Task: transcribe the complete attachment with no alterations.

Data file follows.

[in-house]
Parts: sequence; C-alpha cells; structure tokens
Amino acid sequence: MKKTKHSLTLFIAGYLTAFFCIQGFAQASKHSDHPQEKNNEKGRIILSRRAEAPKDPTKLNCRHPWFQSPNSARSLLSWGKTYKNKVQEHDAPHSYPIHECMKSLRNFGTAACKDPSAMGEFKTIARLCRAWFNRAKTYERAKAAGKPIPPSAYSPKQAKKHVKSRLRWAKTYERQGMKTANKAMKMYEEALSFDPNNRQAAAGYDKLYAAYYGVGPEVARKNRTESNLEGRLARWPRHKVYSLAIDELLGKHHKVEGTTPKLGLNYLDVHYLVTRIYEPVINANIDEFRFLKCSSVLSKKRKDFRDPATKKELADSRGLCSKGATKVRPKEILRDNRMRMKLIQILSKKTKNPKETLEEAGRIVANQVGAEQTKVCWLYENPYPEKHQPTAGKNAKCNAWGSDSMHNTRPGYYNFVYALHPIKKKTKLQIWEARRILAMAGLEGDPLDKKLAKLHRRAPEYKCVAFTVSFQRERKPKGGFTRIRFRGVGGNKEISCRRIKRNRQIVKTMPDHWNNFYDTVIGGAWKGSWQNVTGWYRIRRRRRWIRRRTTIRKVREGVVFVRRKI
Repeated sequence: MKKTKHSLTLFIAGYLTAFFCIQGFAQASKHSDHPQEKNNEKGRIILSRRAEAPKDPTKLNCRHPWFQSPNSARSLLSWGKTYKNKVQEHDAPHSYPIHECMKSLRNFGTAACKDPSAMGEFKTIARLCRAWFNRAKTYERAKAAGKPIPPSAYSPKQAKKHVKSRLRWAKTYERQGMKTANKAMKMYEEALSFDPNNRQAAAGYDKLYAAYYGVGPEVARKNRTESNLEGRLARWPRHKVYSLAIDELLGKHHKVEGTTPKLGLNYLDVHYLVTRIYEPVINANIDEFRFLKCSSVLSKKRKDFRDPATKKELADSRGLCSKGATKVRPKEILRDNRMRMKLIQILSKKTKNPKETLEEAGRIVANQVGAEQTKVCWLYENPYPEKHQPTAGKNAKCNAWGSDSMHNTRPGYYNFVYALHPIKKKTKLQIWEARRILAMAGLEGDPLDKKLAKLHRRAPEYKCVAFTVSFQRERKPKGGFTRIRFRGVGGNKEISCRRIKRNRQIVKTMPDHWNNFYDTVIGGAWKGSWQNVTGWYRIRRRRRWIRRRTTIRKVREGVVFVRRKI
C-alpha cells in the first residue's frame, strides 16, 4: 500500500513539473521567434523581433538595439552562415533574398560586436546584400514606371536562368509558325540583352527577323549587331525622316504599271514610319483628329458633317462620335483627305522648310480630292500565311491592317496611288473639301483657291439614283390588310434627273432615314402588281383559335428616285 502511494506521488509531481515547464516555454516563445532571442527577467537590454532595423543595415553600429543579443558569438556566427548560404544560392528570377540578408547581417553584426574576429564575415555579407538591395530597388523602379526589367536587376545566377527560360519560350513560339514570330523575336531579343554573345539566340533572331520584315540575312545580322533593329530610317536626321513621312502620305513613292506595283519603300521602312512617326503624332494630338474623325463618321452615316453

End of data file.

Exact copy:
[in-house]
Parts: sequence; C-alpha cells; structure tokens
Amino acid sequence: MKKTKHSLTLFIAGYLTAFFCIQGFAQASKHSDHPQEKNNEKGRIILSRRAEAPKDPTKLNCRHPWFQSPNSARSLLSWGKTYKNKVQEHDAPHSYPIHECMKSLRNFGTAACKDPSAMGEFKTIARLCRAWFNRAKTYERAKAAGKPIPPSAYSPKQAKKHVKSRLRWAKTYERQGMKTANKAMKMYEEALSFDPNNRQAAAGYDKLYAAYYGVGPEVARKNRTESNLEGRLARWPRHKVYSLAIDELLGKHHKVEGTTPKLGLNYLDVHYLVTRIYEPVINANIDEFRFLKCSSVLSKKRKDFRDPATKKELADSRGLCSKGATKVRPKEILRDNRMRMKLIQILSKKTKNPKETLEEAGRIVANQVGAEQTKVCWLYENPYPEKHQPTAGKNAKCNAWGSDSMHNTRPGYYNFVYALHPIKKKTKLQIWEARRILAMAGLEGDPLDKKLAKLHRRAPEYKCVAFTVSFQRERKPKGGFTRIRFRGVGGNKEISCRRIKRNRQIVKTMPDHWNNFYDTVIGGAWKGSWQNVTGWYRIRRRRRWIRRRTTIRKVREGVVFVRRKI
Repeated sequence: MKKTKHSLTLFIAGYLTAFFCIQGFAQASKHSDHPQEKNNEKGRIILSRRAEAPKDPTKLNCRHPWFQSPNSARSLLSWGKTYKNKVQEHDAPHSYPIHECMKSLRNFGTAACKDPSAMGEFKTIARLCRAWFNRAKTYERAKAAGKPIPPSAYSPKQAKKHVKSRLRWAKTYERQGMKTANKAMKMYEEALSFDPNNRQAAAGYDKLYAAYYGVGPEVARKNRTESNLEGRLARWPRHKVYSLAIDELLGKHHKVEGTTPKLGLNYLDVHYLVTRIYEPVINANIDEFRFLKCSSVLSKKRKDFRDPATKKELADSRGLCSKGATKVRPKEILRDNRMRMKLIQILSKKTKNPKETLEEAGRIVANQVGAEQTKVCWLYENPYPEKHQPTAGKNAKCNAWGSDSMHNTRPGYYNFVYALHPIKKKTKLQIWEARRILAMAGLEGDPLDKKLAKLHRRAPEYKCVAFTVSFQRERKPKGGFTRIRFRGVGGNKEISCRRIKRNRQIVKTMPDHWNNFYDTVIGGAWKGSWQNVTGWYRIRRRRRWIRRRTTIRKVREGVVFVRRKI
C-alpha cells in the first residue's frame, strides 16, 4: 500500500513539473521567434523581433538595439552562415533574398560586436546584400514606371536562368509558325540583352527577323549587331525622316504599271514610319483628329458633317462620335483627305522648310480630292500565311491592317496611288473639301483657291439614283390588310434627273432615314402588281383559335428616285 502511494506521488509531481515547464516555454516563445532571442527577467537590454532595423543595415553600429543579443558569438556566427548560404544560392528570377540578408547581417553584426574576429564575415555579407538591395530597388523602379526589367536587376545566377527560360519560350513560339514570330523575336531579343554573345539566340533572331520584315540575312545580322533593329530610317536626321513621312502620305513613292506595283519603300521602312512617326503624332494630338474623325463618321452615316453